Morris Graves (1910 – 2001)
Morris Graves, an artist whose paintings of wounded birds and supernaturally radiant flowers combined the spirit of American Transcendentalism with Asian philosophy, and whose reclusive efforts to avoid what he called “the machine- age noise of America” were the stuff of legend, died on Saturday at his home in Loleta, Calif. He was 90.
Often associated with a group of painters from the Pacific Northwest, among them Mark Tobey, Mr. Graves became an overnight sensation in 1942 when his work appeared in a show of new American talent at the Museum of Modern Art. At the time, he was living on an island in Puget Sound in a barely accessible clifftop house once described as a cross between a fisherman’s shack and a Japanese tea house. He had built it himself. It had no electricity; the only available water was rainwater, and Mr. Graves’s only companion was a small dog named Edith.
He painted certain images repeatedly. They included woodland animals and insects whose expressive forms in abstract settings often projected intense emotions. After the 1960′s, when his views of the world had mellowed, he produced still lifes of flowers, vegetables, and Chinese ritual bronzes bathed in soft light.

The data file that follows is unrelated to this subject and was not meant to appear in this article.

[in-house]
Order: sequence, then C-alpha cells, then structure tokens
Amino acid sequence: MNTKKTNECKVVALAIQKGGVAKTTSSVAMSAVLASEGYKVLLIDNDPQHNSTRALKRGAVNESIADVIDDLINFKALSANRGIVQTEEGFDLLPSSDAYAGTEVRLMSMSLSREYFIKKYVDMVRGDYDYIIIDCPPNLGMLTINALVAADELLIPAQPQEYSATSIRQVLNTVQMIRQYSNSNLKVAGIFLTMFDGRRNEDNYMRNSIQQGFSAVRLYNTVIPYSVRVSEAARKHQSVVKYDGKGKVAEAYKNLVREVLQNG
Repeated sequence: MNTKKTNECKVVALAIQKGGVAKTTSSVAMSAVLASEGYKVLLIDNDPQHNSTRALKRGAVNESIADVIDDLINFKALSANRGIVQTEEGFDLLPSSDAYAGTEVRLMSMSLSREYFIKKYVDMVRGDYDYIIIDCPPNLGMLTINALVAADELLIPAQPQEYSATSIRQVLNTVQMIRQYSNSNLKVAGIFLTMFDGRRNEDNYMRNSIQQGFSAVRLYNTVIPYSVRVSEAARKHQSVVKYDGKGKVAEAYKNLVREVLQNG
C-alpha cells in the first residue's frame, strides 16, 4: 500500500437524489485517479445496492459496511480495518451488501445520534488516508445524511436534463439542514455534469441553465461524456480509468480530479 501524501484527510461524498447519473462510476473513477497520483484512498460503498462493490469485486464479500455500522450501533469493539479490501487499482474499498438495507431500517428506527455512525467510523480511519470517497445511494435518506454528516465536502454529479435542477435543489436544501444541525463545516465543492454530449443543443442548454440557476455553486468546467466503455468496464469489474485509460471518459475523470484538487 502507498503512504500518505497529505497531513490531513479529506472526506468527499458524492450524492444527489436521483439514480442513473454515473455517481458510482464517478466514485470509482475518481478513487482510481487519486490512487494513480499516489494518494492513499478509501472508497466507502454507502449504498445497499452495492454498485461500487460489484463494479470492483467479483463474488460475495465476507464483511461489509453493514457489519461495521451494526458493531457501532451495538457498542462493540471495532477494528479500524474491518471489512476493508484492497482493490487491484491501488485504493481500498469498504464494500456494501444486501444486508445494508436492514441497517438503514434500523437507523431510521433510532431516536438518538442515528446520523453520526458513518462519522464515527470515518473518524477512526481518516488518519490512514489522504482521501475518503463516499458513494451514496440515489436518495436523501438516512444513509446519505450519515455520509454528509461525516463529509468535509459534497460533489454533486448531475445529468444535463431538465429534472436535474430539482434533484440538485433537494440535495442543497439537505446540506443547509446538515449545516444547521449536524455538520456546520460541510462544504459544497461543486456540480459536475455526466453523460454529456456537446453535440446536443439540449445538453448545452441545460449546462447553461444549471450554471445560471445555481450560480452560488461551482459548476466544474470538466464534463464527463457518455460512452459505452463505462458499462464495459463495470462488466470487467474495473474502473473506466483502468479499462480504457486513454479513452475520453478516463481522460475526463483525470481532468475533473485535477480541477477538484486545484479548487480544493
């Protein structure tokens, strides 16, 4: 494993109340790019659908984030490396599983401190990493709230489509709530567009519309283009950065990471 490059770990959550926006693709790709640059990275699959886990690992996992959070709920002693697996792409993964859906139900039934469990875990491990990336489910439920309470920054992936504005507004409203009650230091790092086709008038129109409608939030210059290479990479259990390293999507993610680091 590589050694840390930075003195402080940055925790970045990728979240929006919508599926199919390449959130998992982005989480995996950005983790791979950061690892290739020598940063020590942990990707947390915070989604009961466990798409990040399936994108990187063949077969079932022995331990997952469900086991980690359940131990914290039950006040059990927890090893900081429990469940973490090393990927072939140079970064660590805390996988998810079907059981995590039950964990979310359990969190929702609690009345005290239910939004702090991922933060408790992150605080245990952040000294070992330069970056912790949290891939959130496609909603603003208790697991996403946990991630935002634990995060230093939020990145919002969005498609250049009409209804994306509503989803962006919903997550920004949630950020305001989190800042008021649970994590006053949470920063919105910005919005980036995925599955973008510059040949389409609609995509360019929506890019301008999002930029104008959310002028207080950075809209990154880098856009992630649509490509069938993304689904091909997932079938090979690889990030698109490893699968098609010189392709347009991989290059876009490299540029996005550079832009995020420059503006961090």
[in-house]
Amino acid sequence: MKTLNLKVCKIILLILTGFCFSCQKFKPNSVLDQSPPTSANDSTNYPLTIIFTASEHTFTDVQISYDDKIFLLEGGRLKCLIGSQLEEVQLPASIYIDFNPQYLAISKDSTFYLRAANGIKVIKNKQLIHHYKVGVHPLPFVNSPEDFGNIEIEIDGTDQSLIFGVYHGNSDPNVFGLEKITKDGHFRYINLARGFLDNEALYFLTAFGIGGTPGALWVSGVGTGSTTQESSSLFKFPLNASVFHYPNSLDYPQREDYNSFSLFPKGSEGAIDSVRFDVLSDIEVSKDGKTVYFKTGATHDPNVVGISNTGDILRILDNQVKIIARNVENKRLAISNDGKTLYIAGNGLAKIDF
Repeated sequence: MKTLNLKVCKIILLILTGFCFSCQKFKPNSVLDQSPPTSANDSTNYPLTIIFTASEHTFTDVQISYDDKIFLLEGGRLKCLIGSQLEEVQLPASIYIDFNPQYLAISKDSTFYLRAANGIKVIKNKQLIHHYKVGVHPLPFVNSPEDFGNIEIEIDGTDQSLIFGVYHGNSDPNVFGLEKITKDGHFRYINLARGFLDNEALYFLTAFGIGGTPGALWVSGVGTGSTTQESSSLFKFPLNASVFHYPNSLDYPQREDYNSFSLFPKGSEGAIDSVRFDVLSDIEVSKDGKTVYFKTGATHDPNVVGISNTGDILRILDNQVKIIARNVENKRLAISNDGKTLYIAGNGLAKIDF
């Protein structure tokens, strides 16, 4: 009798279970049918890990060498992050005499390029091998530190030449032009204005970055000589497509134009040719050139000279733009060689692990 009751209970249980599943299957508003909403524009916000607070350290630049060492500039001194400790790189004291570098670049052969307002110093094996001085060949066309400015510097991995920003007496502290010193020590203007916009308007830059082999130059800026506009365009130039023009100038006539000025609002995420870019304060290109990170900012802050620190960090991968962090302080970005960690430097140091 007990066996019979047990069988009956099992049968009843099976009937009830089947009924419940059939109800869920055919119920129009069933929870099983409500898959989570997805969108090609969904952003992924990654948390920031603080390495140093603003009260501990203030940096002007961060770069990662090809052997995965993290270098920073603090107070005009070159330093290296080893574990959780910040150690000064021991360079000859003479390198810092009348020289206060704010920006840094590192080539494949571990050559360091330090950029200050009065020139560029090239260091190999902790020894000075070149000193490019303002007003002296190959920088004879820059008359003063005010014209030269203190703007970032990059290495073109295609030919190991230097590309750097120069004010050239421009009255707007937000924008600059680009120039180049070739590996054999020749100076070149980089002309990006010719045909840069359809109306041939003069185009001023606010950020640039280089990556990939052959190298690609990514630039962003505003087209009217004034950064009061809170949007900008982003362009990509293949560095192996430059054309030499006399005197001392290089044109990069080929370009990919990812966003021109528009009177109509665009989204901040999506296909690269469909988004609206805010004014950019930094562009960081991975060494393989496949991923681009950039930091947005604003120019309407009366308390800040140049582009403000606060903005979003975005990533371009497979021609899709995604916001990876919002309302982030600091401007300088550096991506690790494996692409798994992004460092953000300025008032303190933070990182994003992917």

Although his work was influenced by Asian spiritual traditions, among them tantric Hinduism, Daoism, and particularly Zen Buddhism, its eclectic stylistic sources were primarily Western. They included Surrealism, Art Nouveau, and Tobey’s abstract “white writing,” script-like lines of white paint. Whatever the mix, the results lay well outside the Modernist mainstream.
Mr. Graves was born on August 28, 1910, in Fox Valley, Ore., and grew up in the Puget Sound region. He remembered his father, a homesteader, as a Whitmanesque figure, though he himself was a sickly child who spent much of his time fantasizing garden designs. He dropped out of high school after two years to work as a seaman, a job that took him to Japan and China three times between 1929 and 1931. Thereafter he was a world traveler.
(1910 - 2001)
Time of Change
H 20.25" x W 31.25"
(1910 - 2001)
Tempera on Paper